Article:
Go Back

What We Teach

How we teach Scarcity in YE

In Youth Entrepreneurs, students learn how to use economic thinking to solve entrepreneurial problems. Students explore this framework for economic problem-solving through what we call the “4 Ss,” which are Scarcity, Self Interest, Subjective Value and Sunk Cost. We’re taking a look at each one, diving first into Scarcity.

“Scarcity is the root of economic thinking,” says Jon Bachura, National Outreach Director for Youth Entrepreneurs. “Scarcity is the idea that we live in a world of seemingly limited resources, but unlimited wants and needs. And what we do with these limited resources determines our prosperity, our success and our life.”

As students discuss scarcity, educators also introduce students to which resources are the most scarce. “When we ask students, ‘What’s the most scarce resource in the world?’ they often think of answers like oil, water and people,” Jon says. “But we need students to understand that the scarcest resource is time. With time, we’re always spending it, we know we will run out of it and we can never get it back.”

The next most scarce resource is attention. “Everyone wants it, but you can only point it at one thing at a time,” Jon says. And the third most scarce is money. “When we have a job, when we’re producing a good or a service, we’re literally trading time and attention for money. So the question becomes, how do we best put our scarce resources to use to get what we want in life?”

Furthermore, Jon says, when students understand scarcity, they can also understand abundance. “Over time, with innovation, iteration and invention, we can use entrepreneurial problem solving to create greater abundance. We want students to see the opportunities they have to be productive. They have the freedom to use their scarce resources to create value for others.”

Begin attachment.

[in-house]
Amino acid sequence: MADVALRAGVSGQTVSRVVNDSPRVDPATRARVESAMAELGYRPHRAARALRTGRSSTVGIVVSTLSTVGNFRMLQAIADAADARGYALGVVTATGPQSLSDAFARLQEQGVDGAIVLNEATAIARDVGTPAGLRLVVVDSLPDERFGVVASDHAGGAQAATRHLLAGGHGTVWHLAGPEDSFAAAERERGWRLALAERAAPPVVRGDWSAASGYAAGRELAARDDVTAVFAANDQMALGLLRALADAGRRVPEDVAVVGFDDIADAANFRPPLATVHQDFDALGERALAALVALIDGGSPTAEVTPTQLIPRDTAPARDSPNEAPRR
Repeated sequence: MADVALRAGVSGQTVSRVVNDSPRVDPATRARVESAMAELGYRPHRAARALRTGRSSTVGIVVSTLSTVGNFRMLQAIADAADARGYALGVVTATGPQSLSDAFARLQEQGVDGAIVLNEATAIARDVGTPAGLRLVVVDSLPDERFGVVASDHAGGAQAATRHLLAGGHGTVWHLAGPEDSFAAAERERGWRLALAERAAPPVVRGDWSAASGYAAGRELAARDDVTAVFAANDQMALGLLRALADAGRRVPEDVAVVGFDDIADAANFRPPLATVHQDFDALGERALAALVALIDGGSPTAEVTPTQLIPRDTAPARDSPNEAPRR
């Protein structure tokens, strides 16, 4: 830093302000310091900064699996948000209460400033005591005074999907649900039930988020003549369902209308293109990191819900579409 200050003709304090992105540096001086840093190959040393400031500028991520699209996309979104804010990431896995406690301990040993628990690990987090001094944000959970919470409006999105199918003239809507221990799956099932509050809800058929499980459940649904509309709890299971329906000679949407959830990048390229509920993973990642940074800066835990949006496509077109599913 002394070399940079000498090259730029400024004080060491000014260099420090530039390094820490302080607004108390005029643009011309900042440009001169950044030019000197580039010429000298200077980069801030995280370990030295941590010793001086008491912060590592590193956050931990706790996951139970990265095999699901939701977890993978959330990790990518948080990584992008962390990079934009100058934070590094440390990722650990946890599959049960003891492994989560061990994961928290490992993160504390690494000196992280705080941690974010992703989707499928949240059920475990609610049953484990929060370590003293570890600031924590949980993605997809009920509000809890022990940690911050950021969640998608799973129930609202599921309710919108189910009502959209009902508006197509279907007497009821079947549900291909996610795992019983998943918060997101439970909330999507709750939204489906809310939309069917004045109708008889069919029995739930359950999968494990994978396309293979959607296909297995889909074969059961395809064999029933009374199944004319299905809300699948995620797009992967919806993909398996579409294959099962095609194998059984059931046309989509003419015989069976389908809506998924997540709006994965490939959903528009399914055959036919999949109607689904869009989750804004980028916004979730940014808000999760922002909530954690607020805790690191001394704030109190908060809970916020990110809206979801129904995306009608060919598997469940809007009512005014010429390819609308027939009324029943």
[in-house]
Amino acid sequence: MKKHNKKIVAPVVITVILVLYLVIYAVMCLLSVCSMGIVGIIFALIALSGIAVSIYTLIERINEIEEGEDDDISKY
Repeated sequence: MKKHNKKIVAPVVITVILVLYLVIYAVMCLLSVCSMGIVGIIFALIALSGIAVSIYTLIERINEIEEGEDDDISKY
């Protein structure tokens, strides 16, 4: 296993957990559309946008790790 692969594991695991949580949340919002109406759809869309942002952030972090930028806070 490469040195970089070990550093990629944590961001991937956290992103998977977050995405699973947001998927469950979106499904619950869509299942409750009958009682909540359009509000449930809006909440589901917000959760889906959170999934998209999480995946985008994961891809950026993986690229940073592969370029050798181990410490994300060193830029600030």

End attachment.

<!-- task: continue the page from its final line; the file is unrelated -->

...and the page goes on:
Students learn about scarcity hands-on by using classroom currency. YE educators distribute classroom currency for a wide variety of behaviors. At the start of the class, students receive currency for basic classroom behavior, like arriving to the classroom on time and completing homework by the due date. They practice earning, managing and spending this scarce resource.

“Then, to give that money actual value, we have classroom auctions,” Jon explains. The more popular an item, the higher the price. “Students learn how scarcity and abundance can affect the price they pay. They are immediately and completely involved in trade, and they get to practice making economic decisions. They see what it looks like to convert scarce resources into something that benefits them.”

YE educators also use timers in the classroom to help students understand how time is a scarce resource. “We use timers a lot, in activities like PIT, Disruptus, Boneyard and the Paper Airplane Factory. Time is a scarce resource, and in timed activities, students understand what it’s like to have a finite amount of time. They also begin to get a sense and feel for time.”

Ultimately, as students understand the concept of scarcity, they become equipped to overcome barriers and seize opportunities for good. “We want students to use the idea of scarcity as a way to solve problems,” Jon says. Together with other Youth Entrepreneurs concepts, the understanding of scarcity helps students develop an entrepreneurial mindset.

See how YE students learn other crucial concepts, like our Foundational Values.